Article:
Built by the Dutch East India Company between 1666 and 1679, the Castle is the oldest existing colonial building in South Africa. It replaced an older fort called the Fort de Goede Hoop which was constructed from clay and timber and built by Jan van Riebeeck upon his arrival at the Cape of Good Hope in 1652.
Two redoubts, Redoubt Kyckuit and Redoubt Duijnhoop were built at the mouth of the Salt River in 1654. The purpose of the Dutch settlement in the Cape was to act as a replenishment station for ships passing the treacherous coast around the Cape on long voyages between the Netherlands and the Dutch East Indies (now Indonesia).
During 1664, tensions between Britain and the Netherlands rose amid rumours of war. That same year, Commander Zacharias Wagenaer, successor to Jan van Riebeeck, was instructed by
Commissioner Isbrand Goske to build a pentagonal fortress out of stone. The first stone was laid on 2 January 1666. Work was interrupted frequently because the Dutch East India Company was reluctant to spend money on the project. On 26 April 1679, the five bastions were named after the main titles of William III of Orange-Nassau: Leerdam
to the west, with Buuren, Katzenellenbogen, Nassau, and Oranje clockwise from it.
In 1682 the gated entry replaced the old entrance, which had faced the sea. A bell tower, situated over the main entrance, was built in 1684—the original bell, the oldest in South Africa, was cast in Amsterdam in 1697 by the East-Frisian bellmaker Claude Fremy, and weighs just over 300 kilograms (660 lb). It was used to announce the time, as well as warning citizens in case of danger, since it could be heard 10 kilometres away. It was also rung to summon residents and soldiers when important announcements needed to be made.
The fortress housed a church, bakery, various workshops, living quarters, shops, and cells, among other facilities. The yellow paint on the walls was originally chosen because it lessened the effect of heat and the sun. A wall, built to protect citizens in case of an attack, divides the inner courtyard, which also houses the De Kat Balcony,[note 1] which was designed by Louis Michel Thibault with reliefs and sculptures by Anton Anreith. The original was built in 1695, but rebuilt in its current form between 1786 and 1790. From the balcony, announcements were made to soldiers, slaves and burghers of the Cape. The balcony leads to the William Fehr collection of paintings and antique furniture.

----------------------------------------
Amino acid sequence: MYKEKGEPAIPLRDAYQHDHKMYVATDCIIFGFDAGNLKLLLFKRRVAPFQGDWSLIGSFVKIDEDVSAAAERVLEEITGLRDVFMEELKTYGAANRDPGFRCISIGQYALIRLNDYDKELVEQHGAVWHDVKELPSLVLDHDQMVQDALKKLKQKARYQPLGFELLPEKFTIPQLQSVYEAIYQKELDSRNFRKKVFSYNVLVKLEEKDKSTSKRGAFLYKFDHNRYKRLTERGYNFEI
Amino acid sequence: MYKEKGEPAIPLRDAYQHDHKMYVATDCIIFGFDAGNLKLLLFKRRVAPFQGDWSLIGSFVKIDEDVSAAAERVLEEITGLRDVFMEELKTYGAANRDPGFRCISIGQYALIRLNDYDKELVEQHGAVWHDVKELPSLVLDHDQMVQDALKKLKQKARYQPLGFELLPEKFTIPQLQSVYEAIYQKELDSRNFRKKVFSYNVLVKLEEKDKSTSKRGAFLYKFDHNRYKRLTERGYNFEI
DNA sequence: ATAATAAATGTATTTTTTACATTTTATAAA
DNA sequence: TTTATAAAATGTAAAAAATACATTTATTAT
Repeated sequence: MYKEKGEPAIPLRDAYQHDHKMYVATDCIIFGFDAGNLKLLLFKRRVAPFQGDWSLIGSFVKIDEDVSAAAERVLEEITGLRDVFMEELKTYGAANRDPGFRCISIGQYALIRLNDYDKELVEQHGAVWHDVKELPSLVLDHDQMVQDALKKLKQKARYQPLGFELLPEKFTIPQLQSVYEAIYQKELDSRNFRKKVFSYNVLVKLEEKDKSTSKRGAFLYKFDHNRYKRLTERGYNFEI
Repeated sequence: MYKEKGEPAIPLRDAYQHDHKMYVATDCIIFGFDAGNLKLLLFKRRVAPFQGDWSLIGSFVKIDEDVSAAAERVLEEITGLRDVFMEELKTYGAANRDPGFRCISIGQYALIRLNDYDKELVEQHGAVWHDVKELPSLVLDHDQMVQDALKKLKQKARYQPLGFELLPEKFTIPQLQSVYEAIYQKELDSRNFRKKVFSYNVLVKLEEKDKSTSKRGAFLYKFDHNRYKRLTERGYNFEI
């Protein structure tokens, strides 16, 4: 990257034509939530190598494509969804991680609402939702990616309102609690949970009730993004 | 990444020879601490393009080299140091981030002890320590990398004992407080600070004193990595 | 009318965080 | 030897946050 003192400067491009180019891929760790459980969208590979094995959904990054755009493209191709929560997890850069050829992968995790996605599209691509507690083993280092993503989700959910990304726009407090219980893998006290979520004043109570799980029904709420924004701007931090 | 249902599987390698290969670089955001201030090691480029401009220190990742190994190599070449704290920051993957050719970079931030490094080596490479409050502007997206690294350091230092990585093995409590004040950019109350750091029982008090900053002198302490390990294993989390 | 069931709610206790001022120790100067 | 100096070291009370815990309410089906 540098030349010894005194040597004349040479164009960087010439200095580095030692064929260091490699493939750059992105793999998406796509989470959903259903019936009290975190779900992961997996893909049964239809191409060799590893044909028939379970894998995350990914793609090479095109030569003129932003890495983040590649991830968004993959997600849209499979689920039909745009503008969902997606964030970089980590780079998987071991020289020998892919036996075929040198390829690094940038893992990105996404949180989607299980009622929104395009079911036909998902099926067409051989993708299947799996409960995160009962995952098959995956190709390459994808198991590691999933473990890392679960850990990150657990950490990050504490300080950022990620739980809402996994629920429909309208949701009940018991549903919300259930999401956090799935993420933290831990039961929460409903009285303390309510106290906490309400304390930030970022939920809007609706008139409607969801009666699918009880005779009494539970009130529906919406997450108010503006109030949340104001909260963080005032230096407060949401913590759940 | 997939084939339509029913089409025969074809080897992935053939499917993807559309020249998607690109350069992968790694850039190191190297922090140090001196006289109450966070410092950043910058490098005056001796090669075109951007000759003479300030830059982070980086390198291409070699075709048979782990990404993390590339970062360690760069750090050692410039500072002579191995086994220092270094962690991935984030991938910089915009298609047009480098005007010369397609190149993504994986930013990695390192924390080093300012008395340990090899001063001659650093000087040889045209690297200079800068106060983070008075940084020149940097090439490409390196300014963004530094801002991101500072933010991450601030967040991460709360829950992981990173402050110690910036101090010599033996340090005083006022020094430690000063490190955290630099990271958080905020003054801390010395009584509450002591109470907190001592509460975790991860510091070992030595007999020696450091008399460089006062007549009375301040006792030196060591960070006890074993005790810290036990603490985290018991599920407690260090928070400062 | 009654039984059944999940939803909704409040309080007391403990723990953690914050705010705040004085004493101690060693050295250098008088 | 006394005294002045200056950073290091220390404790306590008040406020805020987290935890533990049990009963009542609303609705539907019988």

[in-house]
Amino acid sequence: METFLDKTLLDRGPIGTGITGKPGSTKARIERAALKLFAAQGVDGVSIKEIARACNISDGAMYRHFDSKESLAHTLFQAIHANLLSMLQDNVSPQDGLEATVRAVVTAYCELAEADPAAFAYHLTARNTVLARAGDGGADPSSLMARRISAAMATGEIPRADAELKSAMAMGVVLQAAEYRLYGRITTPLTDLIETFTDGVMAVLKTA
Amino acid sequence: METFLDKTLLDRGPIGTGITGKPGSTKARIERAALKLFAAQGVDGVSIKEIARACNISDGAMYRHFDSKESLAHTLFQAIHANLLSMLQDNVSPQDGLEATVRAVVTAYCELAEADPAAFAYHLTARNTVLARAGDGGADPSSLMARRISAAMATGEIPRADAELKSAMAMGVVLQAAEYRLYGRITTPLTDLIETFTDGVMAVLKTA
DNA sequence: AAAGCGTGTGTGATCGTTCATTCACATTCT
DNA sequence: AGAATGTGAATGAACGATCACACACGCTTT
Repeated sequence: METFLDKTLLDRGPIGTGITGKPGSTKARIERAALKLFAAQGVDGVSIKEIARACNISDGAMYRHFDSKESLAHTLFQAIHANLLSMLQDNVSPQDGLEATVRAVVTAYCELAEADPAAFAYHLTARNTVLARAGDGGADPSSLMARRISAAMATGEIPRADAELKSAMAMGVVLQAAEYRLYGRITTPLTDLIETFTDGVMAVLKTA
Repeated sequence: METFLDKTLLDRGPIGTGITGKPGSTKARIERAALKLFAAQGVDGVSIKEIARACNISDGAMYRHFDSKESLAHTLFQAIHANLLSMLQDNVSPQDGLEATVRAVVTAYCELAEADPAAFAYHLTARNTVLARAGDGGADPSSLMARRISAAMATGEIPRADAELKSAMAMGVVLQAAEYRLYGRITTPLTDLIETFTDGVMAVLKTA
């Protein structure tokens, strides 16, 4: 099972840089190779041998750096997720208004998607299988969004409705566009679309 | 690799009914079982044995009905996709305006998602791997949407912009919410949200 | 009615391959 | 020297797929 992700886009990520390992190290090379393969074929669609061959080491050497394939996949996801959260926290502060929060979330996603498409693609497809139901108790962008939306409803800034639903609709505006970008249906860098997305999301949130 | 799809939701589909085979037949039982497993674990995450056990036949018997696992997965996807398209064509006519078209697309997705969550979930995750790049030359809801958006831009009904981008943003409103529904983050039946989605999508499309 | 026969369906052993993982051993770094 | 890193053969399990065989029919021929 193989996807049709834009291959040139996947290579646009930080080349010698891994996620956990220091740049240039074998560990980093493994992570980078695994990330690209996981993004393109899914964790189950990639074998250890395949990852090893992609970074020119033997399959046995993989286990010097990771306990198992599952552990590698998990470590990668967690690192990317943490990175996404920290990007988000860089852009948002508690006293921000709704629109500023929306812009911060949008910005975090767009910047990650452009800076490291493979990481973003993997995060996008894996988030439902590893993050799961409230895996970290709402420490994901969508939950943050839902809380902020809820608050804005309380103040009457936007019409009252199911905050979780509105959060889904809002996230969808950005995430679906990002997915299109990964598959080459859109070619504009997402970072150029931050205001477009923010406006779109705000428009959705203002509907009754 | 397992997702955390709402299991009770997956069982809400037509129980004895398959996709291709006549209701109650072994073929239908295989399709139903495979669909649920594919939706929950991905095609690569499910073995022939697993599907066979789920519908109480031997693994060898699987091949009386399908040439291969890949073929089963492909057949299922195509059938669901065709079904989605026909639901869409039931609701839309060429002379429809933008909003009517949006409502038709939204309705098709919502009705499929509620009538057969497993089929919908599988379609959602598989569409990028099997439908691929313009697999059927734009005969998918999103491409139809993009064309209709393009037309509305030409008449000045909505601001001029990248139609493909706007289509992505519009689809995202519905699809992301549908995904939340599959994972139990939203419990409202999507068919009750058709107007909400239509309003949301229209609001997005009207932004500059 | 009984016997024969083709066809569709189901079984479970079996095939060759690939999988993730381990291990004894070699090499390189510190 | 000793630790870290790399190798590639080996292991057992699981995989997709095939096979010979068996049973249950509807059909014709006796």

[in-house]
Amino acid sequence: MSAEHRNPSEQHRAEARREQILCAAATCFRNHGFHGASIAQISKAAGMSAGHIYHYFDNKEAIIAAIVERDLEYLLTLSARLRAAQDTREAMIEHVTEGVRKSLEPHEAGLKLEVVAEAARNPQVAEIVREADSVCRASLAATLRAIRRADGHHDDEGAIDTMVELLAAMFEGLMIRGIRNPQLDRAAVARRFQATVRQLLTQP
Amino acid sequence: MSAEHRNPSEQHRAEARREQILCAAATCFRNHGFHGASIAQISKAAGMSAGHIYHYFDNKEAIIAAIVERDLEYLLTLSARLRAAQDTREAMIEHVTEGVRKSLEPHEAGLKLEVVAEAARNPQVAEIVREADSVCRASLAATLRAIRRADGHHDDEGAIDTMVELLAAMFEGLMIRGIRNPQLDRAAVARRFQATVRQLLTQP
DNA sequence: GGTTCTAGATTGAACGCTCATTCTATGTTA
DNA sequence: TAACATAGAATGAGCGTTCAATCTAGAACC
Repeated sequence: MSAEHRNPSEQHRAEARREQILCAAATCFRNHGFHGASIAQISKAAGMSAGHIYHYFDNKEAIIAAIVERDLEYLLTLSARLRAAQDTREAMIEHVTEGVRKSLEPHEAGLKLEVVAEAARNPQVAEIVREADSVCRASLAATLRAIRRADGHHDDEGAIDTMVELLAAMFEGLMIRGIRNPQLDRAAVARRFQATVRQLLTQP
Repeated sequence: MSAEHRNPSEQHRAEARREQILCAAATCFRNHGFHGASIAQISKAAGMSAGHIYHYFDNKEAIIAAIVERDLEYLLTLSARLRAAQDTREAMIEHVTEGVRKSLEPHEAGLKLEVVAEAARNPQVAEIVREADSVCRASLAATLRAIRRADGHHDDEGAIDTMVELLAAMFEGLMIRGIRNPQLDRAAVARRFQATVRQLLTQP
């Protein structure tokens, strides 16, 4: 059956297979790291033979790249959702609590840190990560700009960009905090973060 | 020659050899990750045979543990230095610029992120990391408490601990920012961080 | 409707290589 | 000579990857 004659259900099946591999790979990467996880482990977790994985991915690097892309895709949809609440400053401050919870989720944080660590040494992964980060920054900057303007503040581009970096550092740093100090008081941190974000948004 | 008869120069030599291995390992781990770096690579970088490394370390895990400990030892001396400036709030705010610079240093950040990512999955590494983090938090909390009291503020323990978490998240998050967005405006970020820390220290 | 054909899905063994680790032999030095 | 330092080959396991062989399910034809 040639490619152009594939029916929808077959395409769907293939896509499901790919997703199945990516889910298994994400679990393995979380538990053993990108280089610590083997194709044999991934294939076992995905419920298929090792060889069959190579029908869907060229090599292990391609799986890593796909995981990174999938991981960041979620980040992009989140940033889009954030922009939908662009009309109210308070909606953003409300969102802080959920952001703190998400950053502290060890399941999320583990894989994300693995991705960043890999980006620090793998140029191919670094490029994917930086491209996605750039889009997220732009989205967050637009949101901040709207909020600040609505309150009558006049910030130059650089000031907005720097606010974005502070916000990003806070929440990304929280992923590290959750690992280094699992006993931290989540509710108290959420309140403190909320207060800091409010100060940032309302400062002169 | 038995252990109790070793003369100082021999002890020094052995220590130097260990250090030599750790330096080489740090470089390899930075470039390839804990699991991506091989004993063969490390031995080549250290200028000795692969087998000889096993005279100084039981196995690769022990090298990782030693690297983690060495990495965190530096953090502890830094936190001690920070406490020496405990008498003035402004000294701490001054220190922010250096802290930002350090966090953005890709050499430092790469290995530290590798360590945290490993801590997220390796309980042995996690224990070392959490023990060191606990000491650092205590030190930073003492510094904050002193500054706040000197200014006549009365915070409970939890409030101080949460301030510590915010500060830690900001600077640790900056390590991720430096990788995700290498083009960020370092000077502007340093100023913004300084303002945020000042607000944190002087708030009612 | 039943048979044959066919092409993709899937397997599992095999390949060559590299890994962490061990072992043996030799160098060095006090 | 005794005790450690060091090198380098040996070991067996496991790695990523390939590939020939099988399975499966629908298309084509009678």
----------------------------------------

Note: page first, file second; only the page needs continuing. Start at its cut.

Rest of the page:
During the Second Boer War (1899–1902), part of the castle was used as a prison, and the former cells remain to this day. Fritz Joubert Duquesne, later known as the man who killed Kitchener and the leader of the Duquesne Spy Ring, was one of its more well-known residents. The walls of the castle were extremely thick, but night after night, Duquesne dug away the cement around the stones with an iron spoon. He nearly escaped one night, but a large stone slipped and pinned him in his tunnel. The next morning, a guard found him unconscious but alive.
In 1936, the Castle was declared an historical monument (from 1969 known as a national monument and since 1 April 2000 a provincial heritage site), the first site in South Africa to be so protected.
Extensive restorations were completed during the 1980s making the Castle the best preserved example of a Dutch East India Company fort.
The Castle acted as local headquarters for the South African Army in the Western Cape, and today houses the Castle Military Museum and ceremonial facilities for the traditional Cape Regiments.
The Castle is also the home of the Cape Town Highlanders Regiment, a mechanised infantry unit.
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